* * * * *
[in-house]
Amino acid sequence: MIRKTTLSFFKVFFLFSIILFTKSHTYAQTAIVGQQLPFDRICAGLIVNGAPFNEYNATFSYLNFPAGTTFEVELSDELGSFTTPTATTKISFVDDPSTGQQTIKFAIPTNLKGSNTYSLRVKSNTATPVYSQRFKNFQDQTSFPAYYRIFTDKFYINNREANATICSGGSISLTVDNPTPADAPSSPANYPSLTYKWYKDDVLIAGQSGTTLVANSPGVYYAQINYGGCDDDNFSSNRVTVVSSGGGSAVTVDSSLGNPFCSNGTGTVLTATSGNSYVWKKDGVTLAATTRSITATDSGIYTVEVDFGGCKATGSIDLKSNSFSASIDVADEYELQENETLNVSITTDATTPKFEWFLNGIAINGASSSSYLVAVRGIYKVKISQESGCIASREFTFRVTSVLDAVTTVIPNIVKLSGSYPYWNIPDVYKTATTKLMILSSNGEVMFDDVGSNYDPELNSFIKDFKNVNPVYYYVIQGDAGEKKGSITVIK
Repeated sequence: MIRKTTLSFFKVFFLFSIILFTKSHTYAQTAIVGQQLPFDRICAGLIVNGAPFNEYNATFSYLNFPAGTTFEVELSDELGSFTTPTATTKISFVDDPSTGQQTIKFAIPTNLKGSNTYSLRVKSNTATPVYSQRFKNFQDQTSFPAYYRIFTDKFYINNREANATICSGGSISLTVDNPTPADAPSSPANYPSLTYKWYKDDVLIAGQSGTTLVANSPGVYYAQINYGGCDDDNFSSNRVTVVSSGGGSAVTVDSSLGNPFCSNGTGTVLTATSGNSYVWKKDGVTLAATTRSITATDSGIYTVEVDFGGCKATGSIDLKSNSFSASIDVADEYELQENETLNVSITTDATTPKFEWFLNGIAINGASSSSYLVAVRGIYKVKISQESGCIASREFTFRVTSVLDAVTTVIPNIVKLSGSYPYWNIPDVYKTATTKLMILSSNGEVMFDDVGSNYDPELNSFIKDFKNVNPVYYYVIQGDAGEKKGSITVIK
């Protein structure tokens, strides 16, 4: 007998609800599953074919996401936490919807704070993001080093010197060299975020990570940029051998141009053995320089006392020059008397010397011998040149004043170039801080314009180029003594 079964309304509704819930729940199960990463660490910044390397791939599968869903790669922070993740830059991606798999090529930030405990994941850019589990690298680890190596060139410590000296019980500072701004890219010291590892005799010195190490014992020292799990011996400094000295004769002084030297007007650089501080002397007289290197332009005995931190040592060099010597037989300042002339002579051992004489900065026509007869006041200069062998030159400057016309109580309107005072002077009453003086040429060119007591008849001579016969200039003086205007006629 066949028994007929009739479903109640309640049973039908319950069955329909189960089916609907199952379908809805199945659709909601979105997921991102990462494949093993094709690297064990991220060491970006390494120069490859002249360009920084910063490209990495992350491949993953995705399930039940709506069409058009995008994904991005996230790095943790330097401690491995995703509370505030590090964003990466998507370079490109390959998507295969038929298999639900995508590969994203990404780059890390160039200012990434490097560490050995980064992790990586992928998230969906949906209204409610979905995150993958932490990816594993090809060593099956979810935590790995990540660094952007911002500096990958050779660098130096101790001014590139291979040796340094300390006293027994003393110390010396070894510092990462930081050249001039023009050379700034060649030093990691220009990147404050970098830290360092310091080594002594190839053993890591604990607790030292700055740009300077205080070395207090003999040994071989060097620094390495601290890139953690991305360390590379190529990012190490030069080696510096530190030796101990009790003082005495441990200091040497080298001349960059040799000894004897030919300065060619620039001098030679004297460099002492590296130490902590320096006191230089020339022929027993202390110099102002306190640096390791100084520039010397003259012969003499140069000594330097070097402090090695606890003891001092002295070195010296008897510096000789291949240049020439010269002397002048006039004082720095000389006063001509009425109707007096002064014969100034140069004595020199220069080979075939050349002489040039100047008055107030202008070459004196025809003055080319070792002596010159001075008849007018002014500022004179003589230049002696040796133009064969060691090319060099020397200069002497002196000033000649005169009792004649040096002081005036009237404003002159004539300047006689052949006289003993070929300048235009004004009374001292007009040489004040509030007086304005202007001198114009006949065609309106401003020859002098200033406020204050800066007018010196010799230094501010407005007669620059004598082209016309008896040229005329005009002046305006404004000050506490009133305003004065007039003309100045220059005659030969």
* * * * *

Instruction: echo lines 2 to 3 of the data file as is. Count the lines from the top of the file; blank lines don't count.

Amino acid sequence: MIRKTTLSFFKVFFLFSIILFTKSHTYAQTAIVGQQLPFDRICAGLIVNGAPFNEYNATFSYLNFPAGTTFEVELSDELGSFTTPTATTKISFVDDPSTGQQTIKFAIPTNLKGSNTYSLRVKSNTATPVYSQRFKNFQDQTSFPAYYRIFTDKFYINNREANATICSGGSISLTVDNPTPADAPSSPANYPSLTYKWYKDDVLIAGQSGTTLVANSPGVYYAQINYGGCDDDNFSSNRVTVVSSGGGSAVTVDSSLGNPFCSNGTGTVLTATSGNSYVWKKDGVTLAATTRSITATDSGIYTVEVDFGGCKATGSIDLKSNSFSASIDVADEYELQENETLNVSITTDATTPKFEWFLNGIAINGASSSSYLVAVRGIYKVKISQESGCIASREFTFRVTSVLDAVTTVIPNIVKLSGSYPYWNIPDVYKTATTKLMILSSNGEVMFDDVGSNYDPELNSFIKDFKNVNPVYYYVIQGDAGEKKGSITVIK
Repeated sequence: MIRKTTLSFFKVFFLFSIILFTKSHTYAQTAIVGQQLPFDRICAGLIVNGAPFNEYNATFSYLNFPAGTTFEVELSDELGSFTTPTATTKISFVDDPSTGQQTIKFAIPTNLKGSNTYSLRVKSNTATPVYSQRFKNFQDQTSFPAYYRIFTDKFYINNREANATICSGGSISLTVDNPTPADAPSSPANYPSLTYKWYKDDVLIAGQSGTTLVANSPGVYYAQINYGGCDDDNFSSNRVTVVSSGGGSAVTVDSSLGNPFCSNGTGTVLTATSGNSYVWKKDGVTLAATTRSITATDSGIYTVEVDFGGCKATGSIDLKSNSFSASIDVADEYELQENETLNVSITTDATTPKFEWFLNGIAINGASSSSYLVAVRGIYKVKISQESGCIASREFTFRVTSVLDAVTTVIPNIVKLSGSYPYWNIPDVYKTATTKLMILSSNGEVMFDDVGSNYDPELNSFIKDFKNVNPVYYYVIQGDAGEKKGSITVIK